|Photo: Min ratna bajracharya|
Shortly after his win, and before he formally attended office, Prime Minister Dahal sat down with the Kathmandu fortnightly newsmagazine Himal Khabarpatrika. The following is a translation of the conversation, printed here with permission.
How did you reach a consensus to form the government?
This was an effort to forge consensus amidst disagreement. We are moving ahead on the belief that, even with all of the divergences between ourselves we can achieve the kind of consensus that will take us ahead. We share an agenda of social and economic transformation with the UML, and are with the Forum on the matter of formation of a federal republic. The consensus between the three parties will guide the peace process to reach a logical solution, and will also ensure a two-thirds majority in the writing of the constitution itself.
Can this be called a natural coalition?
A coalition must be termed natural if it is likely to move in a progressive direction; but it is a forced coalition if it is regressive. Our coalition, between parties that share similar agendas, is natural and progressive. Whereas the previous alliance, between the Nepali Congress, UML and the Forum, was a dramatic coming together of contradictory forces.
How can those who call for ‘one Madhes, one state’ and those who oppose it work together?
We have an understanding on autonomous regions and federalism with the pro-Madhes parties. However, we have made it clear early on that ‘one Madhes, one state’ is not a possibility. We can have lots of autonomous provinces in the Madhes or Tarai on the basis of language, culture and geography.
How can the new constitution be written with the Nepali Congress (NC) out of government?
The NC is trying to imply that it has been deliberately left out of the government, but this is untrue. We were fully engaged over a long period to go into the government with the NC. In fact, friends in the UML were even more active for this end. Finally, on the afternoon of 14 August, at a meeting with the UML and the Forum, the NC made it clear that it was not keen to be part of a Maoist-led government. I was taken aback, and realised then that the Defense Ministry had never been the real issue [during negotiations over portfolios].
Has political polarisation begun?
The process of polarisation began when we moved from a consensus-based to a majority-based system [through an amendment of the interim constitution following the elections]. However, any polarisation that will affect these priorities should not be pursued at a time when our priorities are constitution-writing and establishing long-term peace.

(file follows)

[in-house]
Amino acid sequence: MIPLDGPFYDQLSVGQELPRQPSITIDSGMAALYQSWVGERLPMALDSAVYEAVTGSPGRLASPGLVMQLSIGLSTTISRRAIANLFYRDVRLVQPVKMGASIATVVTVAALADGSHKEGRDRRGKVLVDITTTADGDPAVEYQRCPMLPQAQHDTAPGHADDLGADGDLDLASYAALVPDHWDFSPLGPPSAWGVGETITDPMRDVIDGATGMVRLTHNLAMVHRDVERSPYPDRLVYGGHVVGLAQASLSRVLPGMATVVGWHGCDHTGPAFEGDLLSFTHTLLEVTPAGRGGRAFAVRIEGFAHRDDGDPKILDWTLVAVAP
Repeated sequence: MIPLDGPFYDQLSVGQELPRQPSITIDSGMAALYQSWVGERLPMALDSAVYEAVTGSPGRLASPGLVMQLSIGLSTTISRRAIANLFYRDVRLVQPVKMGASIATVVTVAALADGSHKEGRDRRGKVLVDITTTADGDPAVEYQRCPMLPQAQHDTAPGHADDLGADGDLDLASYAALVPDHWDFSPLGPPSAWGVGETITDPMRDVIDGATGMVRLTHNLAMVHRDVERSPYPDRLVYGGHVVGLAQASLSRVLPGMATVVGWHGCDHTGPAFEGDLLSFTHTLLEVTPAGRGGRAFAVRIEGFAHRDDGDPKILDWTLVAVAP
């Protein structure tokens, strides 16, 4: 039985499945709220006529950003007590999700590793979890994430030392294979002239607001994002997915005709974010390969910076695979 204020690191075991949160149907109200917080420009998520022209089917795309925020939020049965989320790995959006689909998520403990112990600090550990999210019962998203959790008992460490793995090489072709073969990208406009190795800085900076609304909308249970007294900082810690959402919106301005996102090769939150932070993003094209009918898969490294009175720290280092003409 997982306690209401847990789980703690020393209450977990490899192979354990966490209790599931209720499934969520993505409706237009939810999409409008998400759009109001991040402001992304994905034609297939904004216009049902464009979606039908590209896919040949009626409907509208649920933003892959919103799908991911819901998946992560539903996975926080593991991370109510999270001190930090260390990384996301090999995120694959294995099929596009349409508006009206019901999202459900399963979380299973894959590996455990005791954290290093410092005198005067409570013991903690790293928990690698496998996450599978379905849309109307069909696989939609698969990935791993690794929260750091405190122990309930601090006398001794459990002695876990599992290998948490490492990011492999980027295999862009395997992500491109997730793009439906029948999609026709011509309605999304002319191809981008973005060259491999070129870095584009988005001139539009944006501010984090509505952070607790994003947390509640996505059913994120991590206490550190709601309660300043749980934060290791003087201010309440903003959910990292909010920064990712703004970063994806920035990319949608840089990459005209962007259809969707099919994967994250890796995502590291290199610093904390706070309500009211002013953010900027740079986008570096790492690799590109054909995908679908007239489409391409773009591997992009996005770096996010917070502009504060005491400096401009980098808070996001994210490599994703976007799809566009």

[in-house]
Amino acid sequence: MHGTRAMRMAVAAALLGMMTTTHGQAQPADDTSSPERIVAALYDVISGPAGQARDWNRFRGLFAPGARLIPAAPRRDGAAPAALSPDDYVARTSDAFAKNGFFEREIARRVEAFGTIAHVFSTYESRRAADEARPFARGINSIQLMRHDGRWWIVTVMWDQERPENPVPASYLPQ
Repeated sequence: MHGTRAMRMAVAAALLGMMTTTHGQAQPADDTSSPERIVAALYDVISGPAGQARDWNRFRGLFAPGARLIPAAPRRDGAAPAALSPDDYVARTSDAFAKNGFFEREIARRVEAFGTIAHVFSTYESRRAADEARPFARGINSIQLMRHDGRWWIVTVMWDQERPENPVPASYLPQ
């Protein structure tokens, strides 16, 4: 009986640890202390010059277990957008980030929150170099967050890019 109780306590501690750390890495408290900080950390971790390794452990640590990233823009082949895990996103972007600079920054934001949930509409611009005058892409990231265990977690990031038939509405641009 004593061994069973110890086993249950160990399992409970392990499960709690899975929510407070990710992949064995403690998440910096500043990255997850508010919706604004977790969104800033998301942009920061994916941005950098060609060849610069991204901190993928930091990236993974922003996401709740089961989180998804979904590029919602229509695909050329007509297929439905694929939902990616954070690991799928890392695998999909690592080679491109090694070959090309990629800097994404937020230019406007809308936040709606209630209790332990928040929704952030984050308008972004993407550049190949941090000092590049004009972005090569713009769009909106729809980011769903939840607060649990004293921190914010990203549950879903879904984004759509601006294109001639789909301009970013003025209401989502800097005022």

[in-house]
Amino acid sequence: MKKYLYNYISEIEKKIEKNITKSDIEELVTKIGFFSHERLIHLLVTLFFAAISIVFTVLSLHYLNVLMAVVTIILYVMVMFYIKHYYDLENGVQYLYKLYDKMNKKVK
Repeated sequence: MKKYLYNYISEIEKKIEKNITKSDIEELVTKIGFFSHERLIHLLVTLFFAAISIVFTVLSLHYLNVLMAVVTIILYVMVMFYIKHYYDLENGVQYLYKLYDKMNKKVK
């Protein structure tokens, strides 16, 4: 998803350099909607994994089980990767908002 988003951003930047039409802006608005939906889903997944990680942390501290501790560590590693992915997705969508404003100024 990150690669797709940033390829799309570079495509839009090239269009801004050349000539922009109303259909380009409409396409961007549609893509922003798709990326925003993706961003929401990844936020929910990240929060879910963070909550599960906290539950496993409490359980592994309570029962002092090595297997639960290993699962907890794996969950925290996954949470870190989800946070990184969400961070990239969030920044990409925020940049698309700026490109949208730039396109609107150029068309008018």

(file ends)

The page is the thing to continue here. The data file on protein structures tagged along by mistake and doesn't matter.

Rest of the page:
How can there be agreement in constitution-writing, now that we have a government and an opposition?
We will try to maintain consensus. We have been telling the Congress that we need to conduct ourselves carefully, since the constitution has to be written on time. We will try this exercise, and perhaps in a couple of months or more after staying in opposition the Congress could be persuaded to join the government. My effort shall be to continue to try to bring everybody into government, and if the environment improves we can start thinking in a new manner.
What are the new government’s priorities?
The peace process indeed comes first. We have agreed on the integration of the militaries within three to six months. Then, second, we need to draft the constitution. Third, we have to provide relief to the people. The absence of a government for the past four months has led to a rise in impunity, and has threatened peace and security. The need of the hour is to address and manage these issues.
How will you fulfil the pledges made during the elections?
We presented an election manifesto with long-term plans for 10, 20, 40 years. Since our focus in the next two years will be on writing the constitution, it is true that we will not be able to do much. However, we will initiate immediate relief for the people, and start work on long-term infrastructure projects. To give you an example of our plans, we can establish a team under the prime minister to efficiently bring in local and foreign investment. The people will take confidence if we are able to draft the constitution and also convince them that something positive is happening.
The Nepal Army seems anxious over the formation of a Maoist-led government. How will you address its concerns about the matter of integration?